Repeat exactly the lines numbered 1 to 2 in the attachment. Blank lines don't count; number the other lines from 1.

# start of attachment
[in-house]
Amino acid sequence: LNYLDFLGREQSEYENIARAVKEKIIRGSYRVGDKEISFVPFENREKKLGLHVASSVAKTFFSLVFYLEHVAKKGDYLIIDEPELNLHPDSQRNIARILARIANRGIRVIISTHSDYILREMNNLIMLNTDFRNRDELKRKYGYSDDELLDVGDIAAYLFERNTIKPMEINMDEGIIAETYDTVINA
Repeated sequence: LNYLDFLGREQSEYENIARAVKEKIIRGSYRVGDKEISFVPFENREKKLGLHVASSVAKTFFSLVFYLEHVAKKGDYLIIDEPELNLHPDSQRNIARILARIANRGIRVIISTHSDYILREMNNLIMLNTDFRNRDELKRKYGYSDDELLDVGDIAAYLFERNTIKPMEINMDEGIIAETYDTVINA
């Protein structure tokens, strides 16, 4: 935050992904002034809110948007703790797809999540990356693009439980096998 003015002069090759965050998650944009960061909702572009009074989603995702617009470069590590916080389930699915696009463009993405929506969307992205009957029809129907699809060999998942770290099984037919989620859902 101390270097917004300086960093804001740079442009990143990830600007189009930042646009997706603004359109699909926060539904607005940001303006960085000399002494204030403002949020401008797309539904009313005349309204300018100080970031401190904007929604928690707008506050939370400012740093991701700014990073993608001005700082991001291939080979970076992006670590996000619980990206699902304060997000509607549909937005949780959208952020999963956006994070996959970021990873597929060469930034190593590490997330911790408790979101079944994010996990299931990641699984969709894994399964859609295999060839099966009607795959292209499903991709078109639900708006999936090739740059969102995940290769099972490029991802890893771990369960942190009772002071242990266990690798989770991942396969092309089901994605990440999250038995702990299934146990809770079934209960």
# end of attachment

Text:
[in-house]
Amino acid sequence: LNYLDFLGREQSEYENIARAVKEKIIRGSYRVGDKEISFVPFENREKKLGLHVASSVAKTFFSLVFYLEHVAKKGDYLIIDEPELNLHPDSQRNIARILARIANRGIRVIISTHSDYILREMNNLIMLNTDFRNRDELKRKYGYSDDELLDVGDIAAYLFERNTIKPMEINMDEGIIAETYDTVINA